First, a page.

Sen. Olympia Snowe’s retirement, announced Tuesday, will mean the loss of yet another moderate for the U.S. Senate. A disproportionate number of the 10 senators who have declined to seek reelection this year tend to stray from their party line, including Snowe, Democrat Ben Nelson of Nebraska, and independent Joe Lieberman, who caucuses with the Democrats. This time next year, only five of the so-called Gang of 14, who sought to find common ground to prevent judicial filibusters in the Bush administration, will remain in the Senate.
But though Snowe said in a statement that she did not want to endure the “continued partisanship of recent years,” it’s also quite likely that after serving 34 years in Washington, 16 in the House and 18 in the Senate, the 65-year-old Maine politician may just be ready to retire. Notwithstanding the continued partisan bickering on Capitol Hill, many of these moderates could just be retiring for the same reason most people do—because they’ve reached or exceeded retirement age. Here’s a look at some of the other older incumbents who are leaving public office this year and why they’re stepping down:
Nelson is a 70-year-old Democrat who has served two terms in the Senate representing Nebraska. He has long had a reputation in the Senate for marching to the beat of his own drum and has crossed over to support a number of major Republican initiatives, including the Bush tax cuts and the Iraq War. Nelson was consistently listed as the most conservative Democrat in the Senate by a variety of ranking systems. But while he warned of “the radical left” and “the radical right” in a video he released to announce his retirement, he based his decision on wanting to “move on” and enjoy retirement and the millions he accumulated as an insurance-industry executive, rather than another six years in Washington.
The former Democratic nominee for vice president announced his impending retirement more than a year ago. Lieberman had left himself a man without a party after losing the 2006 Democratic primary over his support for the Iraq War. He then successfully ran for reelection as an independent, effectively as the Republican nominee, although he continued caucusing with the Democrats. Lieberman continued to alienate Democrats by crossing over to campaign for John McCain in the 2008 election, serving as one of the McCain campaign’s most effective surrogates, while maintaining that he was a Democrat. The result left him despised by many Democrats, and while Republicans had supported him in 2006, in the age of the Tea Party it would have been difficult for a candidate who was a crusading liberal on issues like abortion and gay rights to get GOP support. Left with no path to victory, Lieberman opted to go off peacefully into the sunset instead of fighting a doomed battle for reelection.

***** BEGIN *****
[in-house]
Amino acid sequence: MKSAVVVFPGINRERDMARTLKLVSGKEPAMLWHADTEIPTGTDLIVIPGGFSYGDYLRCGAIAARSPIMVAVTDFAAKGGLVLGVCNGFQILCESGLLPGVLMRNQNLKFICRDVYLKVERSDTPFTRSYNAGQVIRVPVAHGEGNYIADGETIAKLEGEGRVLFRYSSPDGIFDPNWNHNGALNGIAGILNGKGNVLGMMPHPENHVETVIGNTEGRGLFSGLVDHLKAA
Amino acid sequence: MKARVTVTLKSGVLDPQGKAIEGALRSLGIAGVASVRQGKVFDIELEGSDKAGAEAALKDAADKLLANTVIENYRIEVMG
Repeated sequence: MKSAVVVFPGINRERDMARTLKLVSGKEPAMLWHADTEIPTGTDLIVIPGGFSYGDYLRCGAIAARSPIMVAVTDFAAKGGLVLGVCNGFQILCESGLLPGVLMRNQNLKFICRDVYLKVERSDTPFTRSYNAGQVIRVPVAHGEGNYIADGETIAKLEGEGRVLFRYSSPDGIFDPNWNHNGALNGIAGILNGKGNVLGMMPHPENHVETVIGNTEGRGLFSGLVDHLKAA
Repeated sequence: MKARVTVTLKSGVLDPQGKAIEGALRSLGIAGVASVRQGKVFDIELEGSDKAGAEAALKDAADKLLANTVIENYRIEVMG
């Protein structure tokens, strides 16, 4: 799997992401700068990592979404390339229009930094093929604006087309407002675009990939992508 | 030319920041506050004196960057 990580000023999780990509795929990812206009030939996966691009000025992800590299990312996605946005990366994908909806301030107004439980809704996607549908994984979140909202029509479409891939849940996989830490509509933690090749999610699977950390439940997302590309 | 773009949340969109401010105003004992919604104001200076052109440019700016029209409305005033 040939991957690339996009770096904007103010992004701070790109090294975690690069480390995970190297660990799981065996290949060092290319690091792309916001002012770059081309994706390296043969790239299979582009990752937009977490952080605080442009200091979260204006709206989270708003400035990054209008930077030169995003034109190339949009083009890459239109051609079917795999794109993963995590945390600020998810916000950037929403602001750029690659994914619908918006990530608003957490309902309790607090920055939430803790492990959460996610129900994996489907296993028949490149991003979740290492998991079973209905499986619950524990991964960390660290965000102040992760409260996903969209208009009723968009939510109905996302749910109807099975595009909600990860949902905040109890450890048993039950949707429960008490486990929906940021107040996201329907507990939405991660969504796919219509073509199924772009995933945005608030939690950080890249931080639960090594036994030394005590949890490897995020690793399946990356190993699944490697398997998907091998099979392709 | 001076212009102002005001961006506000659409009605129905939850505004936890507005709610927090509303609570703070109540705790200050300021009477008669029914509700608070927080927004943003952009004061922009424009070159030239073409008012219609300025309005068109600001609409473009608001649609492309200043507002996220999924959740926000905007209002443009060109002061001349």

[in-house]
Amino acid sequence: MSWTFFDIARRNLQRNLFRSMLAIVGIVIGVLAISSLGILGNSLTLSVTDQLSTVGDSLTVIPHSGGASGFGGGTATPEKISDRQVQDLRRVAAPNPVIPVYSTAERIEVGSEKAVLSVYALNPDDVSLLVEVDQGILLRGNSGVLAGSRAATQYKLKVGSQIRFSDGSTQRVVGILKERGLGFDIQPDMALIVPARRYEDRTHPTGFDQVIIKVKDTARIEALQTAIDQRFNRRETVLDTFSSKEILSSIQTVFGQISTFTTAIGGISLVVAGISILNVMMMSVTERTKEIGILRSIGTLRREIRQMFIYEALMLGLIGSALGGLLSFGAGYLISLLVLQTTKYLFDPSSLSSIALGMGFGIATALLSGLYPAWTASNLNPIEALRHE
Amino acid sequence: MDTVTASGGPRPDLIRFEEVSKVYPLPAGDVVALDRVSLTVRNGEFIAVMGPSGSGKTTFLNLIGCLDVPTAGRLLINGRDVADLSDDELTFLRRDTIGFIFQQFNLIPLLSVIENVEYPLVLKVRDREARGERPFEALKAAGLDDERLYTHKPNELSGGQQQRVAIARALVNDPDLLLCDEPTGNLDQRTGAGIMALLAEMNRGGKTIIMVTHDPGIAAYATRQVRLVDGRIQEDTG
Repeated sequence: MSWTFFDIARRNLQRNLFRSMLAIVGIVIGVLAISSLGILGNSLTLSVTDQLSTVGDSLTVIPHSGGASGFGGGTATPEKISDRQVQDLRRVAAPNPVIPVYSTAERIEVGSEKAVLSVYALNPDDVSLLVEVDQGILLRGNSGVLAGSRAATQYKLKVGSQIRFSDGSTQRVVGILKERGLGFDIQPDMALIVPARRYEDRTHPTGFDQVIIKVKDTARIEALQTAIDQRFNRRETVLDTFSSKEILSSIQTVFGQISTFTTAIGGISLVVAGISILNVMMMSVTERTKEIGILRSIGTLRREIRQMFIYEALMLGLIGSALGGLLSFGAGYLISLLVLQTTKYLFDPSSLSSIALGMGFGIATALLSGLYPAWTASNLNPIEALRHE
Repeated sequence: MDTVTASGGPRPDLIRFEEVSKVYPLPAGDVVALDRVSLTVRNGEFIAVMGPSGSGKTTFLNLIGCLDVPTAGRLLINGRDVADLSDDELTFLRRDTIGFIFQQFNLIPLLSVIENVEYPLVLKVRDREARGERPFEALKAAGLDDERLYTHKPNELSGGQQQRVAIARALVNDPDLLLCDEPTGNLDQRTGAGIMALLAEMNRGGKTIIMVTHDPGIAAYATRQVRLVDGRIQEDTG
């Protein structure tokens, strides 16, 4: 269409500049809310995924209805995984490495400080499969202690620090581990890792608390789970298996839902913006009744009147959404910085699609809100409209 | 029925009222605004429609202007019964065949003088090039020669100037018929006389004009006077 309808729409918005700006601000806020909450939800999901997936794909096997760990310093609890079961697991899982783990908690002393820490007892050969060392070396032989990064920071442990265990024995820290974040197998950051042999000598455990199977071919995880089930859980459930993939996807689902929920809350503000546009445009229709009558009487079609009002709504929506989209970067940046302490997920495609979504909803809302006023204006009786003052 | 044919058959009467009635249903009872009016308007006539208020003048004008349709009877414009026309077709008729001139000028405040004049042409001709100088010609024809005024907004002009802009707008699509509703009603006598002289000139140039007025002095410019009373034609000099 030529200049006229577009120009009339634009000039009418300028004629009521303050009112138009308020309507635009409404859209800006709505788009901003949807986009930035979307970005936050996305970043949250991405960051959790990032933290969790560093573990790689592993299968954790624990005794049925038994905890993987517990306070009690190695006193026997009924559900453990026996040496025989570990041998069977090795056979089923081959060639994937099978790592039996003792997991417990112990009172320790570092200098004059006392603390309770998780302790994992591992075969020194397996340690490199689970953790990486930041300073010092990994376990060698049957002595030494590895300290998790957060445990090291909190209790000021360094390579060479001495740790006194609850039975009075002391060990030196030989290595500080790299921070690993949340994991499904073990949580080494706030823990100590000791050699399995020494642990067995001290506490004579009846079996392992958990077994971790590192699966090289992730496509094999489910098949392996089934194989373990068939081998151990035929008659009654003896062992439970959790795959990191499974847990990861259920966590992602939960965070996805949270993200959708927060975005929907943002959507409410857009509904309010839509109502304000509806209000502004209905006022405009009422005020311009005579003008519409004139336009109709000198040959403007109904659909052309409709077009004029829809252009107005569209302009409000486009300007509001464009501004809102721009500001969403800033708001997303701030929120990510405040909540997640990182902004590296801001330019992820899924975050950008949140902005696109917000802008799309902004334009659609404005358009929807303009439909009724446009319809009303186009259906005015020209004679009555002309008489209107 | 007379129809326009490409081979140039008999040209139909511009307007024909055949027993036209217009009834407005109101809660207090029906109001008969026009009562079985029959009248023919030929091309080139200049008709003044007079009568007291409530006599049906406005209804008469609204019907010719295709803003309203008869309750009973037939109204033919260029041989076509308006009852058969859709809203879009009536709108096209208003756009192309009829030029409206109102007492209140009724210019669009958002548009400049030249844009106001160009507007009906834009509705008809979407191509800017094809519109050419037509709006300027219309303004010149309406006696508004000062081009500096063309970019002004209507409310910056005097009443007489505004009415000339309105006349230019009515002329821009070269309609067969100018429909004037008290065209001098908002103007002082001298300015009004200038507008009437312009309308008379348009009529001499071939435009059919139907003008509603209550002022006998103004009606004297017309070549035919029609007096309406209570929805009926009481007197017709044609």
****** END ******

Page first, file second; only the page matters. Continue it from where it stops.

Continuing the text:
Kay Bailey Hutchison
The Texas senator would not have been described as a moderate five years ago. Although she did deviate from GOP orthodoxy by being pro-choice, otherwise she was considered a mainstream conservative Republican. But her comparative position changed with the rise of the Tea Party after Barack Obama’s election in 2008. After being recruited to run for governor of Texas in a Republican primary against incumbent Rick Perry, she suffered a shellacking. Despite receiving more than 60 percent of the vote in her 2006 reelection campaign and being considered “the most popular elected official in the state,” she took barely 30 percent of the primary vote after Perry repeatedly accused her of being the candidate of big government. Although she was expected to resign after the GOP primary, win or lose, she was persuaded to carry on in the Senate in order to avoid a risky special election. As expected, the 68-year-old political veteran announced her retirement early last year and hasn’t looked back.
Unlike his retiring centrist peers, the first-term Virginia senator is by no means a political veteran: his Senate service has been his only experience in elected office. But Webb does have something in common with them—he also is eligible to collect Social Security. The 66-year-old has always been a bit of a lone wolf, and he’s had a varied career as a decorated combat veteran of the Marine Corps, secretary of the Navy, Emmy-winning journalist, and author of six novels. Webb was never wild about some of the nitty-gritty aspects of elected office and was not a very assiduous fundraiser. Considering he has done so many interesting and different things in his life, it seems likely he was just ready for his next career change.
Dick Lugar is not retiring. But the center-right Republican from Indiana may not be a candidate this November. He is facing a tough challenge to his right from Richard Mourdock, the Tea Party–backed state treasurer. A foreign-policy mandarin who is well respected on both sides of the aisle, Lugar is a model of an old-guard senator, and he’s had a blessed career, moving effortlessly from Eagle Scout to Rhodes scholar and on into politics. But as an earnest crusader against nuclear proliferation who is spending his 36th year in the Senate, he’s not exactly in tune with the modern Republican electorate. With Mourdock receiving support from right-wing lobbying groups like the Club for Growth and FreedomWorks, Lugar faces a close primary on May 8 and may be the next moderate to leave office. Still, like Olympia Snowe, he can point to increased partisanship and not just a desire for the quiet life as the reason he’s leaving office.